Instead of cutting spending and harkening to the doom and gloom days of the 90’s, as a province we should be looking to change HOW and WHAT we spend our tax dollars on. Incentives to multi billion dollar buisnesses to expolit our land and poison our rivers and billions of dollars to create technology that is deemed useless in neutralizing our enviromental impact just isn’t going to fly when Albertan’s are going to have to pay out of pocket for basic medical expenses again and Alberta education will see further cuts in efforts to save money.

In the words of well respected University of Lethbridge political scientist Peter McCormick, “He’s completely out in left field. No one else is remotely making these kinds of noises.”

Ed Stelmach, I have only one question for you: Do you really belive that the mistakes of the past will be the saviour of the future?

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So, I guess Alberta now knows what it feels like to be Toronto…

In a recent CBC news story, “secret” government documents were discovered, outlining some of the disastrous effects the tar sands would have on Canada’s overall CO2 emissions and the research being done to prevent the projected emission spike.

16% of total CO2 emissions by 2020 will be from the tar sands alone and the current plan of CCS (carbon capturing sequestration) has been projected by the aforementioned gov’t doc to only being able to capture a small portion as the majority of the emissions given off by the tar sands “aren’t pure enough”. The full document goes further to outline the prohibitive costs of CCS; which I suppose was not a problem for Alberta, until the recession that is; as well as other roadblocks in implementing this in Alberta for the use of the tar sands.

This comes quick on the heels of Stelmach’s $1.8 billion  royalty forgiveness package, which gives oil companies a nice little break on oil royalties in order to keep tar sands production at a steady rate. Funny enough, 1.8 billion is the same number of litres a day that the toxic tailing ponds grow due to oil sands production.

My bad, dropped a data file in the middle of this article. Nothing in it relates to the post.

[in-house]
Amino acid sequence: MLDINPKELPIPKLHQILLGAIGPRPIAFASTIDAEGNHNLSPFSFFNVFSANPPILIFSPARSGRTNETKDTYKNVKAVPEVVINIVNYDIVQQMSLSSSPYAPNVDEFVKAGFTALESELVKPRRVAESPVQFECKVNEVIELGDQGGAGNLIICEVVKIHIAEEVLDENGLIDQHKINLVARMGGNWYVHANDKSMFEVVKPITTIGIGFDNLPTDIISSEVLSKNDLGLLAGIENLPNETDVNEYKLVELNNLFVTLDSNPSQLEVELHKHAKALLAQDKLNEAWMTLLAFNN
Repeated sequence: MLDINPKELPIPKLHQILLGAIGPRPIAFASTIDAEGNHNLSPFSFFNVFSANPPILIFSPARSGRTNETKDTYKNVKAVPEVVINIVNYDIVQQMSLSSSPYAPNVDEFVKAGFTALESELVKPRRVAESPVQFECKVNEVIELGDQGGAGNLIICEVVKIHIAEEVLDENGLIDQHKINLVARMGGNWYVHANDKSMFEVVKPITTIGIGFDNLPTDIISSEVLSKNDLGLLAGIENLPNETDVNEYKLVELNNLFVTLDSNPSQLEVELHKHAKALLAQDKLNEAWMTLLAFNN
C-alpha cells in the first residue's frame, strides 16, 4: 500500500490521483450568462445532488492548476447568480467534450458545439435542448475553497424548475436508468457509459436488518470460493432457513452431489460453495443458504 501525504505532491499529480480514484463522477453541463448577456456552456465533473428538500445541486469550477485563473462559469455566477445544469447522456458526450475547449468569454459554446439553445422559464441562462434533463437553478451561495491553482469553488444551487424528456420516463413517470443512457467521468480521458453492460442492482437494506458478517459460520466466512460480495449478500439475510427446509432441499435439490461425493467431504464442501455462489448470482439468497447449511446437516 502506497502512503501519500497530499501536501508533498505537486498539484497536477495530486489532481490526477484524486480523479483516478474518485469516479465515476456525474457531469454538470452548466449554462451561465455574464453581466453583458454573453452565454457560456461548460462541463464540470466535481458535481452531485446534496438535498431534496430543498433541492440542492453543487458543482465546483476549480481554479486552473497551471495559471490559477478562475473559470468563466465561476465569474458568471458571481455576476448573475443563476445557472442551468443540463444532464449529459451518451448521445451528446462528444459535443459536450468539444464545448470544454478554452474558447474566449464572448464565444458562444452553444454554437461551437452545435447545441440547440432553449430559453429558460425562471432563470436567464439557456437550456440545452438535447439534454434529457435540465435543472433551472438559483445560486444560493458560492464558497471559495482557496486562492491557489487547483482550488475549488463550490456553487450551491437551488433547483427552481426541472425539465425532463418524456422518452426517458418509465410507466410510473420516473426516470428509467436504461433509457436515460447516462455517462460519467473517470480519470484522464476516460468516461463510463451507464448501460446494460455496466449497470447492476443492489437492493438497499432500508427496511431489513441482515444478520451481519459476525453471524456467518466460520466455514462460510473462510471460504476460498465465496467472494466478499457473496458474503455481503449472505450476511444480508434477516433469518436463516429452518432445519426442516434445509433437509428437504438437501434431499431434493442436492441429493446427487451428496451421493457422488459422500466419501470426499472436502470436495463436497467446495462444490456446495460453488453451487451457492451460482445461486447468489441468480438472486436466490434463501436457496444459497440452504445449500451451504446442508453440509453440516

It does beg the question that if Stelmach is so hell bent on continuing tar sands production, what exactly does he plan on doing to ensure that this man made natural disaster doesn’t bring Canada even further away from reducing greenhouse gas emissions. As we have already blown most developed country’s out of the water with our increased emission rates and shown how effective it is to NOT follow Kyoto emission standards it only seems fitting to continue to destroy Alberta’s lands, poison its people and make life that much worse for all Canadians.

As our heritage fund losses money in investments and post secondary funding gets cut, as hospital waiting lines see no shrinkage and there is still a shortage of rural doctors; our government is spending $2.5 billion to fund research towards CCS technology which will do very little to stop the CO2 emissions from the tar sands. A commodity that takes 10 barrels of water for every 1 barrel of oil when there are reservations in this province that don’t even have access to clean drinking water (most often found by the Athabasca river due to the leaching of toxins from the tailing ponds…).

Clearly, this investment really is what is best for Alberta.

So, I guess the $1.8 billion dollar question is: is this all we pay our taxes for?

Credit: Mike Soron for his insightful and thought provoking post.

For more information on the tar sands:

http://www.tarsandswatch.org/

http://oilsandstruth.org/

http://www.cbc.ca/doczone/tarsands/

http://alberta.pembina.org/